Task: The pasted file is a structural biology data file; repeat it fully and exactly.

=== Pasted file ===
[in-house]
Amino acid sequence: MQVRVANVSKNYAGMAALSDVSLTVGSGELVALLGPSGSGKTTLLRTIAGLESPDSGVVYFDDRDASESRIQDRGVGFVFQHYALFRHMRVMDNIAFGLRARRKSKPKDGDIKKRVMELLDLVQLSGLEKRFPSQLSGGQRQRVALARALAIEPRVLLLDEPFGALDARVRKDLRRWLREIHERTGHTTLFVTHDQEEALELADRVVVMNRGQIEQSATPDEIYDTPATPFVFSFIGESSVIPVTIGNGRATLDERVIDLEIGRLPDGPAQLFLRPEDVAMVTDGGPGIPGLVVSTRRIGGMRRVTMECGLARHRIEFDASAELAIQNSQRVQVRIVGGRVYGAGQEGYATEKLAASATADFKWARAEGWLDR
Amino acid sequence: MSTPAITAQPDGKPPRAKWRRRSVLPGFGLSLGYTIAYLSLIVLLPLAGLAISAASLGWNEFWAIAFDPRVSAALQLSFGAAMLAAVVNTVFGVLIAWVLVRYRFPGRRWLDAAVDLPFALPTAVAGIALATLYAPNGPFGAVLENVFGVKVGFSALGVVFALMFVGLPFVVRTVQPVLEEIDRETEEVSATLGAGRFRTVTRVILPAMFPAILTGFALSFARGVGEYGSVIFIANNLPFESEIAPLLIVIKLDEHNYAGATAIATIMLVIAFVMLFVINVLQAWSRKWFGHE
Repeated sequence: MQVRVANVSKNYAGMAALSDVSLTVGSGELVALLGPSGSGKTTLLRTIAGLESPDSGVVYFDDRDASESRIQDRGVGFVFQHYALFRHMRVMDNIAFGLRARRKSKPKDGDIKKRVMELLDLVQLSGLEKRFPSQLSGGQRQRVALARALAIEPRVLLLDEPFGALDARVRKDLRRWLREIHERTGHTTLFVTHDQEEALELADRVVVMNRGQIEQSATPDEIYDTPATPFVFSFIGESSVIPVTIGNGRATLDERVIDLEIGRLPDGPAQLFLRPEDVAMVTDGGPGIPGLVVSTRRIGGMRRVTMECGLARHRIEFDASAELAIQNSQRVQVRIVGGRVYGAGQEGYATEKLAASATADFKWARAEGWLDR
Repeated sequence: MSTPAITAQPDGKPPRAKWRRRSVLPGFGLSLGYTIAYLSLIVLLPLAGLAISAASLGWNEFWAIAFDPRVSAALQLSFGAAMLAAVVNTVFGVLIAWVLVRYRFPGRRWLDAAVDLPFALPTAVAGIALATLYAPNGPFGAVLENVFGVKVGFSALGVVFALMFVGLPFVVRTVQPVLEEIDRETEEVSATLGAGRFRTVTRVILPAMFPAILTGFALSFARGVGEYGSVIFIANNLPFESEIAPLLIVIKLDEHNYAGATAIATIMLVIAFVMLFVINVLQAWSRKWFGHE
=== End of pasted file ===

[in-house]
Amino acid sequence: MQVRVANVSKNYAGMAALSDVSLTVGSGELVALLGPSGSGKTTLLRTIAGLESPDSGVVYFDDRDASESRIQDRGVGFVFQHYALFRHMRVMDNIAFGLRARRKSKPKDGDIKKRVMELLDLVQLSGLEKRFPSQLSGGQRQRVALARALAIEPRVLLLDEPFGALDARVRKDLRRWLREIHERTGHTTLFVTHDQEEALELADRVVVMNRGQIEQSATPDEIYDTPATPFVFSFIGESSVIPVTIGNGRATLDERVIDLEIGRLPDGPAQLFLRPEDVAMVTDGGPGIPGLVVSTRRIGGMRRVTMECGLARHRIEFDASAELAIQNSQRVQVRIVGGRVYGAGQEGYATEKLAASATADFKWARAEGWLDR
Amino acid sequence: MSTPAITAQPDGKPPRAKWRRRSVLPGFGLSLGYTIAYLSLIVLLPLAGLAISAASLGWNEFWAIAFDPRVSAALQLSFGAAMLAAVVNTVFGVLIAWVLVRYRFPGRRWLDAAVDLPFALPTAVAGIALATLYAPNGPFGAVLENVFGVKVGFSALGVVFALMFVGLPFVVRTVQPVLEEIDRETEEVSATLGAGRFRTVTRVILPAMFPAILTGFALSFARGVGEYGSVIFIANNLPFESEIAPLLIVIKLDEHNYAGATAIATIMLVIAFVMLFVINVLQAWSRKWFGHE
Repeated sequence: MQVRVANVSKNYAGMAALSDVSLTVGSGELVALLGPSGSGKTTLLRTIAGLESPDSGVVYFDDRDASESRIQDRGVGFVFQHYALFRHMRVMDNIAFGLRARRKSKPKDGDIKKRVMELLDLVQLSGLEKRFPSQLSGGQRQRVALARALAIEPRVLLLDEPFGALDARVRKDLRRWLREIHERTGHTTLFVTHDQEEALELADRVVVMNRGQIEQSATPDEIYDTPATPFVFSFIGESSVIPVTIGNGRATLDERVIDLEIGRLPDGPAQLFLRPEDVAMVTDGGPGIPGLVVSTRRIGGMRRVTMECGLARHRIEFDASAELAIQNSQRVQVRIVGGRVYGAGQEGYATEKLAASATADFKWARAEGWLDR
Repeated sequence: MSTPAITAQPDGKPPRAKWRRRSVLPGFGLSLGYTIAYLSLIVLLPLAGLAISAASLGWNEFWAIAFDPRVSAALQLSFGAAMLAAVVNTVFGVLIAWVLVRYRFPGRRWLDAAVDLPFALPTAVAGIALATLYAPNGPFGAVLENVFGVKVGFSALGVVFALMFVGLPFVVRTVQPVLEEIDRETEEVSATLGAGRFRTVTRVILPAMFPAILTGFALSFARGVGEYGSVIFIANNLPFESEIAPLLIVIKLDEHNYAGATAIATIMLVIAFVMLFVINVLQAWSRKWFGHE